It seems as though Adam Sandler can take any of his personal vacations and turn them into a movie. Dragging audiences along with him has not fared so well lately for the actor, who churns out film after film with many more misses than anything nearly passable as a contribution to cinema. Going into Blended, Sandler’s third feature alongside his on-screen sweetheart Drew Barrymore, one may be equally wary because of his recent track record, but also excited because of the amazing chemistry that these two actors share. It is quite a relief to say that Blended stands out amongst a string of flops, as a heartwarming, hilarious, and fun-filled family adventure.
Blended follows two families, one lead by widower Jimmy (Adam Sandler), who is raising three girls in the best way that a single father can. For him, this means making their upbringing very naïve towards what it means to be a girl, as the running joke is that his three daughters gender is ambiguous, verging on masculine. Lauren (Drew Barrymore) finds herself in a similar spot, recently divorced and raising two boys to which she can also be insensitive towards their pubscent male qualities. Set up on a blind date, Jimmy and Lauren meet and instantly despise each other. However, circumstances take them on the same trip to South Africa, where they are forced to share accommodations and a spring break vacation, blending their two families together.
Blended is very obvious in its message about family; the resort that they stay in is entertaining a themed-week particularly for families of second marriages and new relationships, forcing step-mothers, fathers, sisters and brothers to bond. Although the theme of the film is highly implicit and in your face, it works within the context.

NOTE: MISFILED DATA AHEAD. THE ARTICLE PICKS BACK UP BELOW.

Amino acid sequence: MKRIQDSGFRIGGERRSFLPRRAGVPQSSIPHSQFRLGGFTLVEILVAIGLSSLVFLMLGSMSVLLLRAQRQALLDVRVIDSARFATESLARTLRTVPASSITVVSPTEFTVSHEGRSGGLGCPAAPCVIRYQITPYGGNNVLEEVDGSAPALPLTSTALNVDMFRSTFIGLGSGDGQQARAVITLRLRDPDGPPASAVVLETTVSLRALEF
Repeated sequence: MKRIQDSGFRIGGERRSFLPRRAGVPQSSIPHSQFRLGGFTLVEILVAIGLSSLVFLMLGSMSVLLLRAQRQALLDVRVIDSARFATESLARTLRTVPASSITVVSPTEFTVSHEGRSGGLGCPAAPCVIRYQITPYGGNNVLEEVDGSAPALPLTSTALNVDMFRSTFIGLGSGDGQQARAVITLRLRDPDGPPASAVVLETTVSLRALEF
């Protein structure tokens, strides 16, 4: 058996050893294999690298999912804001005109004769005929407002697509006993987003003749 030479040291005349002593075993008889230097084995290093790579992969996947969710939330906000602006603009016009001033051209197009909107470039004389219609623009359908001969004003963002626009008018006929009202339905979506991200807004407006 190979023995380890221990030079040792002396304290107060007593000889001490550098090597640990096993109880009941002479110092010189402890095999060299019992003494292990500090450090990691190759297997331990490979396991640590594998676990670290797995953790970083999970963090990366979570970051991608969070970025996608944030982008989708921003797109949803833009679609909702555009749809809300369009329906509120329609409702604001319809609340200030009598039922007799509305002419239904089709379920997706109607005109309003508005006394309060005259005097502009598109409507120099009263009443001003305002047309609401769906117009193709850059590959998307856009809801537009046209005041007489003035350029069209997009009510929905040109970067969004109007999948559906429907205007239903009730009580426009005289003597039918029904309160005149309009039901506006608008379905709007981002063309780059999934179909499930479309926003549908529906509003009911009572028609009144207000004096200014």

The first half-an-hour of the film is verging on atrocious; the dialogue is forced, unfunny, and it makes the audience weary of what is to come. However, once the African vacation arrives, Blended cleans up its mess and becomes laugh out loud funny nearly by the minute. This is in part thanks to supporting actor Terry Crews, who plays a worker in the resort whose running gag manages to stay funny for the whole film.
If we are to compare this film to other Adam Sandler vehicles, this would fall somewhere in between Click and Just Go With It. It’s a romantic comedy that has its prime focus on the importance of family, and even may prompt some tears for its very touching moments. There are many silly jokes, but the weight of the more dramatic underlying message, that children should be the most important part of a parent’s life, is the winning factor that strengthens each moment in the film. Adam Sandler and Drew Barrymore once again show that their chemistry is strong enough to turn any mediocre film into something much more sustainable. Their performances anchor the movie into a level that not many other actors could achieve.
Blended isn’t groundbreaking and it follows the standard arc of any romantic comedy, but with solid performances from the whole cast, including the adorable children actors, and a strong message about family, this film rises above anything Sandler has done in the last few years; and thank goodness for that.